Grow Your Own Food: Community Gardens around Charleston Can Help


When I think of gardening, one of my first memories is as a little girl following my grandfather around in his vegetable garden. He would pop cherry tomatoes into his mouth like they were candy and go on and on about how delicious they were. Even though I hated tomatoes, his reaction and the fact that they were called “cherry” tomatoes made me willing to try it . . . YUCK! I still to this day pick them off of my Chick-Fil-A cobb salad, but I love that memory and that sparked in me the love of watching vegetables grow.

It wasn’t until my husband and I bought our first house as newlyweds that we started our very own spring and summer vegetable garden in our backyard. We borrowed my grandfather’s tiller, prepped the soil, and planted just about every vegetable you could think of . . . you name it, we planted it!

Grow Your Own Food_ Community Gardens around Charleston Can Help Charleston Moms
Displaying our harvest that day (2011)

We knew that once we had kids, we wanted to let them experience the wonder and sense of pride from growing their own food. Gardening with kids requires a little more work and patience, but it’s SO worth it. The excitement they experience is infectious. I love watching them run outside to see if there are any new sugar snap peas to pick, any new cucumbers to cut up for the salad, sharing the freshly picked vegetables on the grass, or just seeing how much bigger that watermelon has grown since last week!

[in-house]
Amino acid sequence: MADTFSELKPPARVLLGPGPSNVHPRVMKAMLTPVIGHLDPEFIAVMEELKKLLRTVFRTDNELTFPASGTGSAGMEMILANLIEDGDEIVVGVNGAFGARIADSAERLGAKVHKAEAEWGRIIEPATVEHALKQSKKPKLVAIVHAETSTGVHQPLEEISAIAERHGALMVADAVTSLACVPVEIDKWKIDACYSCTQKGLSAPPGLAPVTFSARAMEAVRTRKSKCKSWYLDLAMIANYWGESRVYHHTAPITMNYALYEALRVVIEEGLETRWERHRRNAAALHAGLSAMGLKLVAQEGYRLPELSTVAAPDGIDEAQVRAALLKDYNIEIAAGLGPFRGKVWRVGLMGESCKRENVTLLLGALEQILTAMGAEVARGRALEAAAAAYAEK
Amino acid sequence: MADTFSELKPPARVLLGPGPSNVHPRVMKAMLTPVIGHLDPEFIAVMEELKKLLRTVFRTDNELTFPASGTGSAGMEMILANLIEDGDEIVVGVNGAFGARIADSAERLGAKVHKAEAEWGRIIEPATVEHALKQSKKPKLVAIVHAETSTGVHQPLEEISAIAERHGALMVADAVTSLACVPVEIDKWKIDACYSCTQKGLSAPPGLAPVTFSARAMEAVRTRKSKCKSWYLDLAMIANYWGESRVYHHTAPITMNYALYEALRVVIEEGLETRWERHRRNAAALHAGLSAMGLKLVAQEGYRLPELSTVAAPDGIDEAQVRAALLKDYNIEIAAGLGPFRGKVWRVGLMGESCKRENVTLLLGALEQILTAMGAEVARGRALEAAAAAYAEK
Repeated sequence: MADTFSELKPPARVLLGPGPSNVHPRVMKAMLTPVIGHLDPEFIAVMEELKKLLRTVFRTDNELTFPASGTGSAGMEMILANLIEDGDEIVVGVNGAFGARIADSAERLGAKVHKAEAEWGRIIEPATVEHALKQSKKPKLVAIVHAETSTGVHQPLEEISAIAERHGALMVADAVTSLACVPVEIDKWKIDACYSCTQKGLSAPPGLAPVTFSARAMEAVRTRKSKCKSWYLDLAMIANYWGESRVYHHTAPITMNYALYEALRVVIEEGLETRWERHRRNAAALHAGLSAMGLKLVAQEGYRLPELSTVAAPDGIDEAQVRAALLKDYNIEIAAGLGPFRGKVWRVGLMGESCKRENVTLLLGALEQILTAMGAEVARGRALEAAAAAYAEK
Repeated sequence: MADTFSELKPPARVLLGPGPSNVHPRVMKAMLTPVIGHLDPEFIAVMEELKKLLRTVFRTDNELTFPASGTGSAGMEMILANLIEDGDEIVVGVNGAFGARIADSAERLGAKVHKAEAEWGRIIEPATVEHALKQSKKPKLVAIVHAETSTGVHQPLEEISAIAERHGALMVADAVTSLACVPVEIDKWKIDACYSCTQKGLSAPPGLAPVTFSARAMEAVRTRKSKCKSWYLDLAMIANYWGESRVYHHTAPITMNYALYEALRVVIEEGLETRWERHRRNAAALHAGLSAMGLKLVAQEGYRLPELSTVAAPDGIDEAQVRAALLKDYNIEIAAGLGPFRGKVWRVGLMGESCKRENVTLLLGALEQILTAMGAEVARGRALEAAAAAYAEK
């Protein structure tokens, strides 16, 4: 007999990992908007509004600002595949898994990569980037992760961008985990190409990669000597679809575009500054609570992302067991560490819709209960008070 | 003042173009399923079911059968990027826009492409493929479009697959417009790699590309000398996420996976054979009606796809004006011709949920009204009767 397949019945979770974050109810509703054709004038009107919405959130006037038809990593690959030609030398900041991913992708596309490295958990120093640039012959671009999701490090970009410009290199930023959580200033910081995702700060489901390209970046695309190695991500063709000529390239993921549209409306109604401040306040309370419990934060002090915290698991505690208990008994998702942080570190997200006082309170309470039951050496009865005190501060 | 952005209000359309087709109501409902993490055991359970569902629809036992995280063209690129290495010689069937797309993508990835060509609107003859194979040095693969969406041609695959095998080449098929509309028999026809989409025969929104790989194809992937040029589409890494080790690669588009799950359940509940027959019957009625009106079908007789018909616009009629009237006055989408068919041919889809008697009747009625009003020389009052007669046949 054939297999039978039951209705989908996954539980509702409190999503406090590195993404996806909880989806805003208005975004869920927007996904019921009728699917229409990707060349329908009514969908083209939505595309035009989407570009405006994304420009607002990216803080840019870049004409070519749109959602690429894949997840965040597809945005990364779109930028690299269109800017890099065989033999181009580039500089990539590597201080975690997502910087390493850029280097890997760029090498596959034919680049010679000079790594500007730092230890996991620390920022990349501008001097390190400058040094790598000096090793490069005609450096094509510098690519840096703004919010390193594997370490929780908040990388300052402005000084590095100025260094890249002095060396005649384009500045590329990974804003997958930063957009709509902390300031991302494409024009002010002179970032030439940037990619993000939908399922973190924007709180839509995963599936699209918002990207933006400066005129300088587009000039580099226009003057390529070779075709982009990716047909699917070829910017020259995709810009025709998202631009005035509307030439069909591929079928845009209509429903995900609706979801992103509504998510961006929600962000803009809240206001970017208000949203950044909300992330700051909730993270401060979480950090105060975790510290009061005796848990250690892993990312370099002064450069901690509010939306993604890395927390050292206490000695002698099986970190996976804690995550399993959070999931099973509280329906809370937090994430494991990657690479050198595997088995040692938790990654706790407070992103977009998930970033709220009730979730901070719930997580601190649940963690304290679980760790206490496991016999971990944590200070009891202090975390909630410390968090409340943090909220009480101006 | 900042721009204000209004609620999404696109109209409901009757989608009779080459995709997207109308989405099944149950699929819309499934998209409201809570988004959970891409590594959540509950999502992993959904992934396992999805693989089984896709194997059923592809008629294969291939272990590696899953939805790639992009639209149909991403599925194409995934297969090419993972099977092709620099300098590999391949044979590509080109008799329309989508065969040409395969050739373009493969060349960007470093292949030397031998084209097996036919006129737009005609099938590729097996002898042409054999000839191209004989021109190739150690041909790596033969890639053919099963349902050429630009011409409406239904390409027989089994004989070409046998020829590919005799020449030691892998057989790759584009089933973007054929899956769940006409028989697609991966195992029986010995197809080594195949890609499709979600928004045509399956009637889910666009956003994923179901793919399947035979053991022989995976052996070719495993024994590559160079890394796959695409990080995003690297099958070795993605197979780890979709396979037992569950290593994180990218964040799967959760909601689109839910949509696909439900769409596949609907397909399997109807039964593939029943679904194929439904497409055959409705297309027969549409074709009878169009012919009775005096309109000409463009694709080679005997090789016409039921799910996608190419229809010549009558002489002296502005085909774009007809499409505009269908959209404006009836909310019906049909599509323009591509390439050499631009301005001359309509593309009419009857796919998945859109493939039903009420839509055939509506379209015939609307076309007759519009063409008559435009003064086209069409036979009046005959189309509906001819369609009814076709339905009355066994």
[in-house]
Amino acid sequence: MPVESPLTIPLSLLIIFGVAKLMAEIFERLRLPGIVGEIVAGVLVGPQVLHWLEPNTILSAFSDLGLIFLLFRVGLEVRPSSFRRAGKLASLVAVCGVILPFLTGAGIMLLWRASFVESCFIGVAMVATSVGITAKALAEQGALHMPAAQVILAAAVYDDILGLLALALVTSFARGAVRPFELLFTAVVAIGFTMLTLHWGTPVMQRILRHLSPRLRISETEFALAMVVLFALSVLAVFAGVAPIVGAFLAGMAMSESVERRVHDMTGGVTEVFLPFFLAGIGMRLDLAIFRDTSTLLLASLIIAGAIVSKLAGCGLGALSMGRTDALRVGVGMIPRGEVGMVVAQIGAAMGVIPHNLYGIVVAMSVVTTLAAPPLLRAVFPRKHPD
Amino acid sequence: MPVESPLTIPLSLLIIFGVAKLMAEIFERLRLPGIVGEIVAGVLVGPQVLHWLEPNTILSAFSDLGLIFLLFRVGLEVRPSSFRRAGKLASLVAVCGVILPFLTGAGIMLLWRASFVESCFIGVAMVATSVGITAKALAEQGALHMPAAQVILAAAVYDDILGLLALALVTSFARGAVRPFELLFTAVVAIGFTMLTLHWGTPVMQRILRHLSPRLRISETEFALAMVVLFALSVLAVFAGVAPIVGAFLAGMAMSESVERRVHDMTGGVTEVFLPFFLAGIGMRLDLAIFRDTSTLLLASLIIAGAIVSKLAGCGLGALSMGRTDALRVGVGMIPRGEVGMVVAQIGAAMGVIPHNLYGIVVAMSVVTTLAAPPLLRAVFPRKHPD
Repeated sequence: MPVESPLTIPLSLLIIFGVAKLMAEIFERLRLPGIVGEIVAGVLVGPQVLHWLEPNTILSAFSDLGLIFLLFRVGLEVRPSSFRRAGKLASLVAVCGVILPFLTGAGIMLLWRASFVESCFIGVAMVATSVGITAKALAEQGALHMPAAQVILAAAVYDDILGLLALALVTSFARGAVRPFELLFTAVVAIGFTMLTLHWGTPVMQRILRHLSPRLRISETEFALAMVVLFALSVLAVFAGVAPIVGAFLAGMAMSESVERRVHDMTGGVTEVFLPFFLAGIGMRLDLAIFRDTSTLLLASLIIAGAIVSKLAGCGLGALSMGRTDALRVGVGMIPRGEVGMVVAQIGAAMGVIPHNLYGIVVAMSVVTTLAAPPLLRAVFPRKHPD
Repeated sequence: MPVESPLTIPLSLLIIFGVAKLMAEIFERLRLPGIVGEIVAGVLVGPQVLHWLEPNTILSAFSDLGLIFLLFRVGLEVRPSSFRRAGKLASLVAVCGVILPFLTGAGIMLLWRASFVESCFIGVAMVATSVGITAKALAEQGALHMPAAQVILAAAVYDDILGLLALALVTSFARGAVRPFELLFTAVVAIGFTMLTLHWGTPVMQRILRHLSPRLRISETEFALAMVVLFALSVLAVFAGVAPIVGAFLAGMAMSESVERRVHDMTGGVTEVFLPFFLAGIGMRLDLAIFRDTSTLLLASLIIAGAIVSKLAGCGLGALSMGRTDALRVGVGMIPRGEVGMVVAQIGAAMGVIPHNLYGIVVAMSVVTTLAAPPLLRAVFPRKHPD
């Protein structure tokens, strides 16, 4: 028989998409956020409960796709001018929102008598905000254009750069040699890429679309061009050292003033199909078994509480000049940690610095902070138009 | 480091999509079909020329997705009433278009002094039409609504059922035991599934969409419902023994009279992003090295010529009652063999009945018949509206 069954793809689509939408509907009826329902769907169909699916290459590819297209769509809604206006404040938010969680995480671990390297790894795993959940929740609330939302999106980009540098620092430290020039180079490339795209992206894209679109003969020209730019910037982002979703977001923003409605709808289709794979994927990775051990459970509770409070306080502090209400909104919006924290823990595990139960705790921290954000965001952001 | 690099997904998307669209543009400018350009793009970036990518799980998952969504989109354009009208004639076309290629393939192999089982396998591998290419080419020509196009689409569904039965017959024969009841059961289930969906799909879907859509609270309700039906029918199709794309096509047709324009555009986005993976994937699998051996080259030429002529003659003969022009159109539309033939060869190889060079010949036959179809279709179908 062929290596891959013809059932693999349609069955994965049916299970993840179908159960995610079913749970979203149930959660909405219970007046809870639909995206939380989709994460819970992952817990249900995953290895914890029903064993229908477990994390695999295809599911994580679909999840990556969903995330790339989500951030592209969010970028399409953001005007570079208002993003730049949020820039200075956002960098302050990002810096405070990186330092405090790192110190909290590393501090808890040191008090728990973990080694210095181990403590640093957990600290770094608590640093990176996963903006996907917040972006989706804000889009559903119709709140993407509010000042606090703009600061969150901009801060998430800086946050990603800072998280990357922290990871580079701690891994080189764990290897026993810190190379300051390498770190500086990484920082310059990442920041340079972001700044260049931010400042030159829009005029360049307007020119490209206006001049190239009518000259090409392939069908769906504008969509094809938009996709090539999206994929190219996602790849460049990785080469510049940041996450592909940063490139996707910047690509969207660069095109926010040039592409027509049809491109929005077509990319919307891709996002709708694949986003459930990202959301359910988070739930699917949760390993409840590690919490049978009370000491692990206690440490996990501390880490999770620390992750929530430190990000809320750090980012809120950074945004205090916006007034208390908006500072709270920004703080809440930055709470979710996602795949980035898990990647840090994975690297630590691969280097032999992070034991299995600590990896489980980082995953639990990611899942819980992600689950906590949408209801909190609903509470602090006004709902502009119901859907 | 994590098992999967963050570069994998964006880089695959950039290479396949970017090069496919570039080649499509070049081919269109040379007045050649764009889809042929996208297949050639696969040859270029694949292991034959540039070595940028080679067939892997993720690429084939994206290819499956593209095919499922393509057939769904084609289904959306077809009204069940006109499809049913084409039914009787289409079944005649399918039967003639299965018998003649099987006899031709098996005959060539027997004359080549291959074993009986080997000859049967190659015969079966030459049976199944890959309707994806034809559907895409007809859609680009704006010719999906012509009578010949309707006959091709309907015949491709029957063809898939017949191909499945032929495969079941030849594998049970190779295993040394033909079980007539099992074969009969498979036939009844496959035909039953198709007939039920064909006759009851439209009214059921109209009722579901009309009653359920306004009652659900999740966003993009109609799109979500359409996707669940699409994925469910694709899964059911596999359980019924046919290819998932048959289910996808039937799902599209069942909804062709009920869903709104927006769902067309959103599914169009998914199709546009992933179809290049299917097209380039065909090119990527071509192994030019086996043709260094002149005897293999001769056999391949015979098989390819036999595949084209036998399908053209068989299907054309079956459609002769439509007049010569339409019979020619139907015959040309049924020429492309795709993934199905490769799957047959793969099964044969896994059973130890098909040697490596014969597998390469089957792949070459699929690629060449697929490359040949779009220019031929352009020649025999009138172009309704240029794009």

Grow Your Own Food_ Community Gardens around Charleston Can Help Charleston Moms
Red radish at Corrine Jones Community Garden

Everyone doesn’t have the space or sunshine to grow a garden in their backyard, but don’t let that stop you. If you would also like a garden but don’t have the land, lack the time to ready your garden for planting, or feel like you need guidance and don’t know where to start, a community garden is a perfect solution for you.